Cannonball Read 8: Review 4

The blurb says this:

An elderly woman is found poisoned in the upstairs bedroom of her home whose front door stands 52 steps above the street in an old-fashioned whodunit that blends clues, red herrings, suspects, and humor.

It has a solid 4 stars. I wanted something fast to read and this promised me funny.  It was free.  I got what I paid for.

Two homicide detectives get a call to investigate a suspicious death in a historic neighborhood. All the houses are built on a hill with a steep set of stairs leading to them.  The cops are both fat. HERE'S THE JOKE, GUYS. TWO FAT GUYS HAVE TO GO UP 52 STEPS.

In print this would be 221 pages. About 200 of those pages are dedicated to how fat these guys are, how hard it is for them to get up these steps, how much they eat, how they mindlessly eat candy while interviewing the granddaughter of the recently deceased, and break for lunch. At one point, going back down to the street, they decide to ROLL DOWN THE HILL.  HA HA HA FUNNY, RIGHT? TWO FAT COPS ROLLING DOWN A HILL.

They end up in the hospital.  These two are a class act, guys.

The "hero" is a guy named Dekker. He claims to be Christian and talks constantly about how he reads his daily devotional and takes the time to reflect on it, but he's downright cruel and offensive to his neighbor, a woman who's clearly interested in him. He lies to her, insults her, and has fantasies about harming her dog.  What a sweetheart! He's a widower who's still in love with his wife who's been dead for decades, and he spends his nights sitting in his living room watching "Make Room for Daddy" and "I Love Lucy". He considers the 50s to be the epitome of comedy, and at one point is disappointed to find out that a DVD of classic commercials is mostly from the 70s. Unsurprisingly, he's also pretty sexist. He'd probably be racist if there were anyone other than middle-class white people in the book.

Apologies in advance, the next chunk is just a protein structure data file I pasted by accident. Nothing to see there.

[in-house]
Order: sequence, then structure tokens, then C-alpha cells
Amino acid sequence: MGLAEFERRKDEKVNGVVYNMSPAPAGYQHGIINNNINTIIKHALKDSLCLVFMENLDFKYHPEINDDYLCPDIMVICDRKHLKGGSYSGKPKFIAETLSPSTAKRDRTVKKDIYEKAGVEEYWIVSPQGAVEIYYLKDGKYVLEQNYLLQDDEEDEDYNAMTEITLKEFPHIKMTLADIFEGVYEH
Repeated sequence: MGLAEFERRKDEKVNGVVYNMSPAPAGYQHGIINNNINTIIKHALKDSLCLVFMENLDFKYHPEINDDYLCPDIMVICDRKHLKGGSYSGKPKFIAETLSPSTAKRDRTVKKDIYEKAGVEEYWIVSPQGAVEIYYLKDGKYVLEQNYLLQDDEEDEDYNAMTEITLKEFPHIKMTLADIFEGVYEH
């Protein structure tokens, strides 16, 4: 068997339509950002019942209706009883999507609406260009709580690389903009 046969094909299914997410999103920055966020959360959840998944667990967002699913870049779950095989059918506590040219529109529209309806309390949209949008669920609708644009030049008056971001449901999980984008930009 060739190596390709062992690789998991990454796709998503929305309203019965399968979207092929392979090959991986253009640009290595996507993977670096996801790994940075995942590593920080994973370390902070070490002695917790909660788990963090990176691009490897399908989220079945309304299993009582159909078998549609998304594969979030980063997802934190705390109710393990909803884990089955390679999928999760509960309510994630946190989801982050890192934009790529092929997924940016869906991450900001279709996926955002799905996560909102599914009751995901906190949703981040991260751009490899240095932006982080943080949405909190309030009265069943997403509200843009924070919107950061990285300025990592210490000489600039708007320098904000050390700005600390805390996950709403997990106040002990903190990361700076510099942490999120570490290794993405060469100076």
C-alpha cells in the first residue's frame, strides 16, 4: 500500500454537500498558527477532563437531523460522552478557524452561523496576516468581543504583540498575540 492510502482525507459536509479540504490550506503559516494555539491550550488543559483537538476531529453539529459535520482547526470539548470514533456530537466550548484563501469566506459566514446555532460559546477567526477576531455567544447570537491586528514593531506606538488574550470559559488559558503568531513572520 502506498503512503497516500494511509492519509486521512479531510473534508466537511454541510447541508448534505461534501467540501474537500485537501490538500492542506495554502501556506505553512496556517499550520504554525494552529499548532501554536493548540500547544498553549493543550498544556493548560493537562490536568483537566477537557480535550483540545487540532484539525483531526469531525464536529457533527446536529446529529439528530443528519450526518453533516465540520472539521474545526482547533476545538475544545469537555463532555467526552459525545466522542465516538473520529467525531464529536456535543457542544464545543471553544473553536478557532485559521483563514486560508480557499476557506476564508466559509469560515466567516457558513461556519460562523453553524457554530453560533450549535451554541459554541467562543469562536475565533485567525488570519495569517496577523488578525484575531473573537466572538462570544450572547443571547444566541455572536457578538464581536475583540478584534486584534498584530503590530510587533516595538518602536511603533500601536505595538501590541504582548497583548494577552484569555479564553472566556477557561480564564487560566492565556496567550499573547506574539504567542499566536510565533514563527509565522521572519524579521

Dekker also spends a lot of time thinking about his partner.  Dekker will wonder what Lou is doing at night. How he spends his time. What he reads. It's a little weird.

There are a lot of characters introduced. Most of them don't serve any purpose except to be "quirky" for a page or two, and add to the list of suspects. They're all broadly drawn and mostly stereotypes: the nosy neighbor, the single mom with her PTSD son, the elderly woman. The mailman. They're all so generic it's hard to keep them straight.

There are hidden tunnels connecting all of the houses in the neighborhood. Tunnels that are apparently big enough that five or six grown men can spread out to search them. Seriously, they've got cavernous rooms and wide tunnels and I think they even go so far down that they connect to the houses on the other side of the street and ... I got tired of trying to work out the whole thing. This is important to the plot because it's how the murderer was able to kill people without being seen. It's very Scooby-doo, right down to the ending, where it turns out that the murderer was a lawyer who wanted to buy all the real estate! Jinkies!

The writing itself is painful at times.  There's a lot of "'Blah blah blah, Lou.' I said. 'Well Cy, blah blah blah.' He joked. I laughed and then he laughed. And then we laughed until we were huffing and puffing for air." Because the author can't go a page without mentioning that the cops are so fat that they get breathless just talking.  Because that's funny, right?!  There are also pages and pages of wall-of-text pondering from our main character "If X was with Y, then it couldn't have been X. Or was it X and Y?  Did they have a motive? Z had a motive, but an airtight alibi. But what if that alibi wasn't so airtight? What if Q was lying for Z? Except wasn't Z supposed to be out of town? Then how would Q know that Z said that thing about W? Did W have a motive? Was Q covering for W? And... what about Naomi!?"

Seriously. Do yourself a favor. Don't get this book. Not even for charity. Not even for free. Not even for a hate read. Just don't.